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Tuesday, May 8, 2007

Reading List: The God Theory

Haisch, Bernard. The God Theory. San Francisco: Weiser, 2006. ISBN 1-57863-374-5.
This is one curious book. Based on acquaintance with the author and knowledge of his work, including the landmark paper “Inertia as a zero-point-field Lorentz force” (B. Haisch, A. Rueda & H.E. Puthoff, Physical Review A, Vol. 49, No. 2, pp. 678–694 [1994]), I expected this to be a book about the zero-point field and its potential to provide a limitless source of energy and Doc Smith style inertialess propulsion. The title seemed odd, but there's plenty of evidence that when it comes to popular physics books, “God sells”.

But in this case the title could not be more accurate—this book really is a God Theory—that our universe was created, in the sense of its laws of physics being defined and instantiated, then allowed to run their course, by a being with infinite potential who did so in order to experience, in the sum of the consciousness of its inhabitants, the consequences of the creation. (Defining the laws isn't the same as experiencing their playing out, just as writing down the rules of chess isn't equivalent to playing all possible games.) The reason the constants of nature appear to be fine-tuned for the existence of consciousness is that there's no point in creating a universe in which there will be no observers through which to experience it, and the reason the universe is comprehensible to us is that our consciousness is, in part, one with the being who defined them. While any suggestion of this kind is enough to get what Haisch calls adherents of “fundamentalist scientism” sputtering if not foaming at the mouth, he quite reasonably observes that these self-same dogmatic reductionists seem perfectly willing to admit an infinite number of forever unobservable parallel universes created purely at random, and to inhabit a universe which splits into undetectable multiple histories with every quantum event, rather than contemplate that the universe might have a purpose or that consciousness may play a rôle in physical phenomena.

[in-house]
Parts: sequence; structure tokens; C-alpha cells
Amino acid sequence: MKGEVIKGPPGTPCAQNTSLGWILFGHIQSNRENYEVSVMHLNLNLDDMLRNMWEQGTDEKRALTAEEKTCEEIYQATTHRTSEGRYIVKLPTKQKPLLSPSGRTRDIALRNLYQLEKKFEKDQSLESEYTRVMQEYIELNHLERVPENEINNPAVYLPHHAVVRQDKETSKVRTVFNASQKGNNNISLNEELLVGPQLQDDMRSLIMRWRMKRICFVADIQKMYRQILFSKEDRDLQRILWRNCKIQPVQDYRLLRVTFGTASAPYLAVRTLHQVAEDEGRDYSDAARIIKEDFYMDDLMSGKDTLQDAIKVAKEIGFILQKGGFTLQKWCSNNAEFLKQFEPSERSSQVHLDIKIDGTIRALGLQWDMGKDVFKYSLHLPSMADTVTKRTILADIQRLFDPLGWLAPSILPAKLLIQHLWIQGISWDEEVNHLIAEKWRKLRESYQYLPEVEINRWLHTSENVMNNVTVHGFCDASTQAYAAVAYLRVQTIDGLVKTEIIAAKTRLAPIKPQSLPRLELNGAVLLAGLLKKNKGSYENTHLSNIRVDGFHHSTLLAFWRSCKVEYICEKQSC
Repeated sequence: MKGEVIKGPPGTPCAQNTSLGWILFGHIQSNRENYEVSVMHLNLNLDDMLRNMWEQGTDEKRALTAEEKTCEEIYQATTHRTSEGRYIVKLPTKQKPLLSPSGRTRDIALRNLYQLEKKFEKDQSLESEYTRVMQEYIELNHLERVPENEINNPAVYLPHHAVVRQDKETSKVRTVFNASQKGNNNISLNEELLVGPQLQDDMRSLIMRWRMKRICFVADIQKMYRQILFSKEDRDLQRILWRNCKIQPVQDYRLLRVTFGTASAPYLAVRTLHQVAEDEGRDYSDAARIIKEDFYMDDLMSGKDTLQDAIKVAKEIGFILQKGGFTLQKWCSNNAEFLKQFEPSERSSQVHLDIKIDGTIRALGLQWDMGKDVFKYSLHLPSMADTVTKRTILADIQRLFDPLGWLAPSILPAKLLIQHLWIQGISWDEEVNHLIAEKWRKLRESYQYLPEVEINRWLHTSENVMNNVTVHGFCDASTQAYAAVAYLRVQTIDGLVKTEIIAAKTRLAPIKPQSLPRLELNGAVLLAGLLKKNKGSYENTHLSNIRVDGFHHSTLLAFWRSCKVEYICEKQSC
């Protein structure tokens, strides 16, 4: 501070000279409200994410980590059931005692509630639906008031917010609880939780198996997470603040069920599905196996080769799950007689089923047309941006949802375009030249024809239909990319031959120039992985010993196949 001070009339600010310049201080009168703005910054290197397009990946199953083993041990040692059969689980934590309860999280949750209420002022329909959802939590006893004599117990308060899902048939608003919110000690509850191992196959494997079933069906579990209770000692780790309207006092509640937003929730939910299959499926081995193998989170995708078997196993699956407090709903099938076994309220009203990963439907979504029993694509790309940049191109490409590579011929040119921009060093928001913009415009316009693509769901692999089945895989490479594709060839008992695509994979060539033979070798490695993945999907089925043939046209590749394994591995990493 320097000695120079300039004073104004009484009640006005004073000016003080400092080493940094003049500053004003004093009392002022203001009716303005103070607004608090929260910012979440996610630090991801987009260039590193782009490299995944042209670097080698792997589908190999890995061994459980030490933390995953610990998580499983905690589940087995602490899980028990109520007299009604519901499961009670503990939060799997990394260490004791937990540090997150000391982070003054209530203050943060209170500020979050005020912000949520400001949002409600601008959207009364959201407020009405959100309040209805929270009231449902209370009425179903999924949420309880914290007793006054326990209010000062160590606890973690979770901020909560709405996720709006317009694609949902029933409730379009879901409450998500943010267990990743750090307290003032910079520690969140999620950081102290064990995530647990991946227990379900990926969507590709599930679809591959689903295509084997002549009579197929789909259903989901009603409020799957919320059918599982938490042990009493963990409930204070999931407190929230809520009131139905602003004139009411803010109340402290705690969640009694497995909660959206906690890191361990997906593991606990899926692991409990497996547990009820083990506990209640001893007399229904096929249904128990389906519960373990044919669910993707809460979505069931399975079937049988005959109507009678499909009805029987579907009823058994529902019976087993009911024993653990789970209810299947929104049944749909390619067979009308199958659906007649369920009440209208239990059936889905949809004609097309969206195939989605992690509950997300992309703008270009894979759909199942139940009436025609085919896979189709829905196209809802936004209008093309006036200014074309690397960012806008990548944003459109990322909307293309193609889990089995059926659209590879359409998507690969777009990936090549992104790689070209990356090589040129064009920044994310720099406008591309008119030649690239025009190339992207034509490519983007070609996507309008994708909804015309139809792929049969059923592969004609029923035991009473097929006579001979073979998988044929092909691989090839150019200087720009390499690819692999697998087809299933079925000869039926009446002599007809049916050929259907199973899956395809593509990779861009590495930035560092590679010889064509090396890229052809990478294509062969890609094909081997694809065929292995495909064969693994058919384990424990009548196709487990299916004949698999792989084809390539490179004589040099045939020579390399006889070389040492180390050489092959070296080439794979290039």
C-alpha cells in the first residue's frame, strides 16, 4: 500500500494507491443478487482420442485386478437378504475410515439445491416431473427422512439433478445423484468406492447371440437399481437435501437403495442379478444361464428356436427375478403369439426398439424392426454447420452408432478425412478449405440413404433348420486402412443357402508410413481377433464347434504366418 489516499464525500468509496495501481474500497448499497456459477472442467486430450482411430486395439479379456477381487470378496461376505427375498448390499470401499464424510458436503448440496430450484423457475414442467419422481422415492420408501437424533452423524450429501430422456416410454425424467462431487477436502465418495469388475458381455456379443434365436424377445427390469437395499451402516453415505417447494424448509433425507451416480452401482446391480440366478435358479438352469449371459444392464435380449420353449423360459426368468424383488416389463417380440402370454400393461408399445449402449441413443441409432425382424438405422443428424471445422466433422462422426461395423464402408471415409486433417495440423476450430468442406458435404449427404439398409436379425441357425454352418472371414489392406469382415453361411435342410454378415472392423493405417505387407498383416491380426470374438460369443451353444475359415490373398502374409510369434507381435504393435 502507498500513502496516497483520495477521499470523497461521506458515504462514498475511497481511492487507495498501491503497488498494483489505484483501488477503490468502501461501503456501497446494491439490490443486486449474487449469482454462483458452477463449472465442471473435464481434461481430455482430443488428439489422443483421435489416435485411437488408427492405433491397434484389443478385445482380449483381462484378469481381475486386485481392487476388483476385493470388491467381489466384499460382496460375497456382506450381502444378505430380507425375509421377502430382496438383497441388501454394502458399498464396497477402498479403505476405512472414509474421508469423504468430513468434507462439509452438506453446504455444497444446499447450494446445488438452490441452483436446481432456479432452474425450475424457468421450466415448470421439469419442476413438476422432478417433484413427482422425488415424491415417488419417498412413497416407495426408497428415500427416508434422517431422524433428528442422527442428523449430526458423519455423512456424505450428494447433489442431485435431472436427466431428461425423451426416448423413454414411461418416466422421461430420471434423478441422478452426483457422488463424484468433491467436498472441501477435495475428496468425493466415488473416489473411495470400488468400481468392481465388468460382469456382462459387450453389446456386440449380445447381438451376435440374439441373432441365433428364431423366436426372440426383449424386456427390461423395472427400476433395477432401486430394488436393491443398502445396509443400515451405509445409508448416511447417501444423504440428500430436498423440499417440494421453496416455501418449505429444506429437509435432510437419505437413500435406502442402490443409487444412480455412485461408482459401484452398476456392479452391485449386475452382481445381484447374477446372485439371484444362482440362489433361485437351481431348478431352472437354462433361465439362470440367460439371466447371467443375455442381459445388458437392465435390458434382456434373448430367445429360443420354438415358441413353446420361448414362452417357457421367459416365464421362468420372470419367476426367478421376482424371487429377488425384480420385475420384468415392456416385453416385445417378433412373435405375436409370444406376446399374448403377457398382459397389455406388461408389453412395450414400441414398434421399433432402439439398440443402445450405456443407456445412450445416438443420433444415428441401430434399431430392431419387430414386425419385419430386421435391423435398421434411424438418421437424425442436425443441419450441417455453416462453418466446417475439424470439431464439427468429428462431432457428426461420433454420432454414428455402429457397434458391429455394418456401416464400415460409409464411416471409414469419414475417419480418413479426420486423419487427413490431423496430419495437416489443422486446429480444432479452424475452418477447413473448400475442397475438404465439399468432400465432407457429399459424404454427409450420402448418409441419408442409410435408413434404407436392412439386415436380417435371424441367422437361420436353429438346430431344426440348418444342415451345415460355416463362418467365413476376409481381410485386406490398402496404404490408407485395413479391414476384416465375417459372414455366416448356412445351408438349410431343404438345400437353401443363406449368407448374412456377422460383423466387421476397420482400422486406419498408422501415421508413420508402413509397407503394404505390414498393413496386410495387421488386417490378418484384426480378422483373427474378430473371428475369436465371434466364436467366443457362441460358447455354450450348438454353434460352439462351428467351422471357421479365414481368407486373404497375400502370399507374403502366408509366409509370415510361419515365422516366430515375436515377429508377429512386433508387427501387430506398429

The argument presented here is reminiscent in content, albeit entirely different in style, to that of Scott Adams's God's Debris, a book which is often taken insufficiently seriously because its author is the creator of Dilbert. Of course, there is another possibility about which I have written again, again, again, and again, which is that our universe was not created ex nihilo by an omnipotent being outside of space and time, but is rather a simulation created by somebody with a computer whose power we can already envision, run not to experience the reality within, but just to see what happens. Or, in other words, “it isn't a universe, it's a science fair project!” In The God Theory, your consciousness is immortal because at death your experience rejoins the One which created you. In the simulation view, you live on forever on a backup tape. What's the difference?

Seriously, this is a challenging and thought-provoking argument by a distinguished scientist who has thought deeply on these matters and is willing to take the professional risk of talking about them to the general public. There is much to think about here, and integrating it with other outlooks on these deep questions will take far more time than it takes to read this book.

Posted at May 8, 2007 22:15